Argo is on a mission now, a mission to introduce the world to the most beautiful and mysterious island in the Mediterranean Sea. Crete is a modern day beach party built on top of Europe’s most ancient civilization. For those out there who have never been, here’s a first in an endless series of stories about the local destinations and customs that make this Greek island unique.
What if I told you about an isolated beach all children love, and one where tourists seldom go for fear of a mountain pass? In the South of Crete there’s a little village on the sea called Tsoutsouras. It’s a sparkling and shiny little place where people go swimming in its “medicinal” waters, and where echoes of ancient cults and rites abound. Built on the ruins of the ancient Minoan city of Inatos, Tsoutsouras is only 63 km south of the capital of Heraklion. But for most tourists, it may as well be on the moon. Our first trip to the village at the invitation of our wonderful friends Minas and his wife Kallia revealed many wonders, as well as the “myth” the place is so hard to reach. It’s true the last 9 km of the trip from Heraklion takes visitors across a high mountain pass, and I’ll admit parts of the road make one fear for his life, but only the high winds at the summit promise any real danger. If you’re willing to sacrifice a little adrenaline for a magnificent panorama of the Libyan Sea, then you’re all set to go to Tsoutsouras.
The quaint harbor, marina, and the shallow waters of the sandy beach of Tsoutsouras were packed the day Minas and Kallia(pictured below) showed me, Paul, and Mihaela this hidden wonder. But the beach-combers and water sports enthusiasts we found were all Greek. Families and old folks, yachtsmen and jet skiers provided a vivid human backdrop for a geographic spot most Crete visitors could not find if paid to do so. Even though the beach and the intense archaeological interest here has made the place famous, the trek there is just that “out of the way” by most people’s standards. But what gives Tsoutsouras its special aura is its connection to various myths and stories about Greek gods, Minoan religious rites, dragons, secret excavations, and especially rumors of the unique technological importance from the Minoan period. Added to this intrigue are the special characteristics of the sea water here. Particularly high levels of salt and iodine in the water add a therapeutic effect I truly believe exists. After having swum in the uncommonly cool waters offshore, I felt the pain from a football injury years ago dissipate.
The picture perfect landscape of Tsoutsouras and mighty Zeus’ face in the mountain overlooking in the background provide a superb photo op and unbelievable atmosphere. But the soul of Tsoutsouras’ appeal is something much more ethereal and spiritual I realize. I first realized this “special” character when our hosts, Kallia’s parents greeted us with such calm and charm. Nik, Kallia’s father, had built a stunning refuge overlooking the sea and the town over the years, and I’ll admit the impossibility of describing the place to you here. Calm, kindness, nurturing and utter serenity takes me part way to expressing the place and the people. The feeling made me research Inatos a bit.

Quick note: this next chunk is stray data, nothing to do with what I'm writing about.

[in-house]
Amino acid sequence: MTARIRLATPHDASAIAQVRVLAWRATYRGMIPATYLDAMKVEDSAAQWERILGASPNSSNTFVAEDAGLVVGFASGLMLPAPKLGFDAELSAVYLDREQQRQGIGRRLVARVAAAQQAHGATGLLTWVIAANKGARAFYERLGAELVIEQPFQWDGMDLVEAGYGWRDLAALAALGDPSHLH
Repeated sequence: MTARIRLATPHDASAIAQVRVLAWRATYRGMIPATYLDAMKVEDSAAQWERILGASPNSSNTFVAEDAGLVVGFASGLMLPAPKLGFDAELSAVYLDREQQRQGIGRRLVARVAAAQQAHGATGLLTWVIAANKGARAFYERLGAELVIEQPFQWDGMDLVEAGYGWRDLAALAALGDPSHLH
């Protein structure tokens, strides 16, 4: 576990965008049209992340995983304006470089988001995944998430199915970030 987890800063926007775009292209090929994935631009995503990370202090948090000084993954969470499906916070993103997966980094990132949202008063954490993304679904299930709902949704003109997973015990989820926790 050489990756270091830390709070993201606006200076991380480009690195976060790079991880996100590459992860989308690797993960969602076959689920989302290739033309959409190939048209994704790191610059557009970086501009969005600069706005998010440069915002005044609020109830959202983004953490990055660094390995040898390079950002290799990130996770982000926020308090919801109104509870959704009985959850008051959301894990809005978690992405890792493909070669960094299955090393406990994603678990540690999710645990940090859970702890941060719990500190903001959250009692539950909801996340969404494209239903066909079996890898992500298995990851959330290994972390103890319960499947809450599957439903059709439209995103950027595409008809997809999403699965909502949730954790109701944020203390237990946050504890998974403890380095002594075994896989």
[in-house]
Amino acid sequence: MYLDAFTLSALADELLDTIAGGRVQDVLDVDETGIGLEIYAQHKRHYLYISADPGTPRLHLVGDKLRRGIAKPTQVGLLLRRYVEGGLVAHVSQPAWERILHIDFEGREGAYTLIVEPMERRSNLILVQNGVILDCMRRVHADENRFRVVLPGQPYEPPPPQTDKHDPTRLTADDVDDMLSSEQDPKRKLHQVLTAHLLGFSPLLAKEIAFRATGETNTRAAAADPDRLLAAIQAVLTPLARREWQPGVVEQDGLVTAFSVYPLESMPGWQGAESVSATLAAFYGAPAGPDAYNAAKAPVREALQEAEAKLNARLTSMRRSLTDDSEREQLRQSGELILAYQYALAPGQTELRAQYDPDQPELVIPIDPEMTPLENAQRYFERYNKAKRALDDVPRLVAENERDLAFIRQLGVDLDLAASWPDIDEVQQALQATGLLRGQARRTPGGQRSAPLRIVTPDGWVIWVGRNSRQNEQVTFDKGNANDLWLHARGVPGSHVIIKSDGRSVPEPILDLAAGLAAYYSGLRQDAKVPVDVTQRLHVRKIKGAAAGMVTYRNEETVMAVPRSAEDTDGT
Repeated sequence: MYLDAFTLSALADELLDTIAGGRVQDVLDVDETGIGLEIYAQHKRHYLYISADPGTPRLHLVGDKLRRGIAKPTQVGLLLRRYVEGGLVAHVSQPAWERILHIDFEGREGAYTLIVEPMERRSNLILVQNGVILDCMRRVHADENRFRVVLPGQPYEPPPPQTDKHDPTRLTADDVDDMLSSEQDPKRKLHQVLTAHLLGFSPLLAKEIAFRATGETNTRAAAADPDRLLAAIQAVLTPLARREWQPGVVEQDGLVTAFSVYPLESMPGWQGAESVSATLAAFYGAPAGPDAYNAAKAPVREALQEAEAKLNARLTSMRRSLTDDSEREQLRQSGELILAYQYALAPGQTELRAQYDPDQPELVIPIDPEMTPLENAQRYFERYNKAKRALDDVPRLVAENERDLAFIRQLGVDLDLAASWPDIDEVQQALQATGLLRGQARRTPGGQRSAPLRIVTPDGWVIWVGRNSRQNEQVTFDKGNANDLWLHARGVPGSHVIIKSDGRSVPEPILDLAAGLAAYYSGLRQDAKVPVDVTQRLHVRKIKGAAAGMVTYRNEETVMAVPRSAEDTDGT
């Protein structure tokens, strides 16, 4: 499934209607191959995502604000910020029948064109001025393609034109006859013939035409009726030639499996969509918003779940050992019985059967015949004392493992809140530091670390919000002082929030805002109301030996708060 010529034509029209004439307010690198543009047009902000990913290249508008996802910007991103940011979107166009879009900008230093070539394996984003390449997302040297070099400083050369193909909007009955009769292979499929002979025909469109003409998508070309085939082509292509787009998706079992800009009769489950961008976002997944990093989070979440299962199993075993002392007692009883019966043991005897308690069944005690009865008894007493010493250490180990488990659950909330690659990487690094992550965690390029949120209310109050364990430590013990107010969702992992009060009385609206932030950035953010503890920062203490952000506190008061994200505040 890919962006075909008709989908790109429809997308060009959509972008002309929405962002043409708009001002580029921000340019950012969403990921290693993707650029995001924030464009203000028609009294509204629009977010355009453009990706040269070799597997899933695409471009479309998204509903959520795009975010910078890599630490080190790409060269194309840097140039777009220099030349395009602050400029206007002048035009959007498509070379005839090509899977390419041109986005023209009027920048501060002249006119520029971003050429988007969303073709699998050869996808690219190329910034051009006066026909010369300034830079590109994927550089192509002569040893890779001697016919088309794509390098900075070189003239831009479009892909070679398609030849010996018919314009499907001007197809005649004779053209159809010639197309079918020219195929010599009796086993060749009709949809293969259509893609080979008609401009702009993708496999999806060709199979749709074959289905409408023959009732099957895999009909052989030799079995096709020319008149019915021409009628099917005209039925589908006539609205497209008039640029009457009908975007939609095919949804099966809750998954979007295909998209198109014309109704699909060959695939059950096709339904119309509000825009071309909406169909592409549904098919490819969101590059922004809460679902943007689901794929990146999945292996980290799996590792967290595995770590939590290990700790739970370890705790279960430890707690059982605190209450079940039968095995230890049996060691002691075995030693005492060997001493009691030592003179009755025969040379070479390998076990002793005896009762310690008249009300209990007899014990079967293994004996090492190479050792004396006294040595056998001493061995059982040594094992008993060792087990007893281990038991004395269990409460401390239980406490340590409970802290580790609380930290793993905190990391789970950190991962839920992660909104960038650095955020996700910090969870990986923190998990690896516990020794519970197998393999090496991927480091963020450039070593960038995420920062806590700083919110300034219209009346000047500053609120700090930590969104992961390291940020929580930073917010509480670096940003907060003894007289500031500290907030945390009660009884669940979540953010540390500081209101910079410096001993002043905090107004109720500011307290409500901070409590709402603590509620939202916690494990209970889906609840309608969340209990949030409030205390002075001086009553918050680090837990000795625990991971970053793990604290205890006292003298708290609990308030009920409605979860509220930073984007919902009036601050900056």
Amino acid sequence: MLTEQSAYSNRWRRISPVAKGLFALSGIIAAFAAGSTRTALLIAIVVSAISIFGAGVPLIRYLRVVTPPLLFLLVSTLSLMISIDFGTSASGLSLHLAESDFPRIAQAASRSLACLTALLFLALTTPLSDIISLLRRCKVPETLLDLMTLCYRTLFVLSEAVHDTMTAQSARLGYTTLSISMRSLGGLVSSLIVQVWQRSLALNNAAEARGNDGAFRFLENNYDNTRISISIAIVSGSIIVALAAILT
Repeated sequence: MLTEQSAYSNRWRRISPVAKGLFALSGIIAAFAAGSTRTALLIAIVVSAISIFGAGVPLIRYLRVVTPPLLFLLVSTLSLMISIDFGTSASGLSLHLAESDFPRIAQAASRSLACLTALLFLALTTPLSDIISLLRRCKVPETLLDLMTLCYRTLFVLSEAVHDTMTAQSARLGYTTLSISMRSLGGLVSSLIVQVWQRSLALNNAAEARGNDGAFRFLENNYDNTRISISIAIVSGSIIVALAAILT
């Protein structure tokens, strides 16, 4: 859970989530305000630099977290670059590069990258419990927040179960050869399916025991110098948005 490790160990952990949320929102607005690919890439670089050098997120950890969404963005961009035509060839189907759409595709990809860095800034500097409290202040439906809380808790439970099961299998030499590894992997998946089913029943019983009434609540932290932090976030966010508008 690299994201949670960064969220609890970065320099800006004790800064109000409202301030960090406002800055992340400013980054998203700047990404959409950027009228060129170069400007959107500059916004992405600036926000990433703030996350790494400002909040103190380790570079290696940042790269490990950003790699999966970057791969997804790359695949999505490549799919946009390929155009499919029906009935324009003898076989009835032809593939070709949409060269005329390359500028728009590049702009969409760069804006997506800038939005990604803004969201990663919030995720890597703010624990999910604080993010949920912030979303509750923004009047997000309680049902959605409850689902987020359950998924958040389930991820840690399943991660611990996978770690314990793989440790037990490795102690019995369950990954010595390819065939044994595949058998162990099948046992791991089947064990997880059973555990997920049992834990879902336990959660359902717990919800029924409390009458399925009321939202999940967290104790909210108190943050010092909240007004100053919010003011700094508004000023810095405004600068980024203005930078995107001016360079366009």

While little is know of Inatos when it was the port of Priansos, archaeological finds do tell us a bit about the importance of the place. All over Crete there are peak sanctuaries where the ancients and later civilizations worshipped deities. On of the most famous is right in Tsoutsouras, the sacred cave of Eileithyia, a place where the Minoans gave offerings to the goddess of childbirth. Now I am convinced this “spirit” still exists in the area around the village. And perhaps this is the reason I could not drag my little boy Paul Jules from the water that day. Looking back on his natural experience at that beach, a piece of a funny litle puzzle falls into place. As we all sat underneath the cool share of a Cyprus tree on the beach that day, Paul stayed and stayed in the cool clear waters as if drawn there. Sure, kids love to play at the beach, but hours wading and splashing with no reprieve? Legendary mysterious mitosis or not, the spirit of Eileithyia lives in our friends too. Kallia’s whole family exuded the most comforting and nurturing spirit with not just our child, but with the exceeding care toward Minas’ and Kallia’s little daughter Anna Maria.
- “Goddess of childbirth, Eileithyia, maid to the throne of the deep-thinking Moirai, child of all-powerful Hera, hear my song.”
- —Seventh Nemean Ode
On this “special character” of Tsoutsouras, don’t take my word alone, many other writers and tour guides speak of the place as a spot kids will love. On another interesting note, the locals call the mountain west of Tsoutsouras, due to their shape that looks like a human figure. With this I can attest, it does feel like someone is always watching there. That’s fuel for another tale, but I’ve heard it said Crete has this special “protective” spirit about it. Also, the small beach in the old part of Tsoutsouras is but one of a series of pristine beaches in this part of Crete along the Libyan Sea. Minas told us of numberous interesting spots to the East accessible by road and/or boat.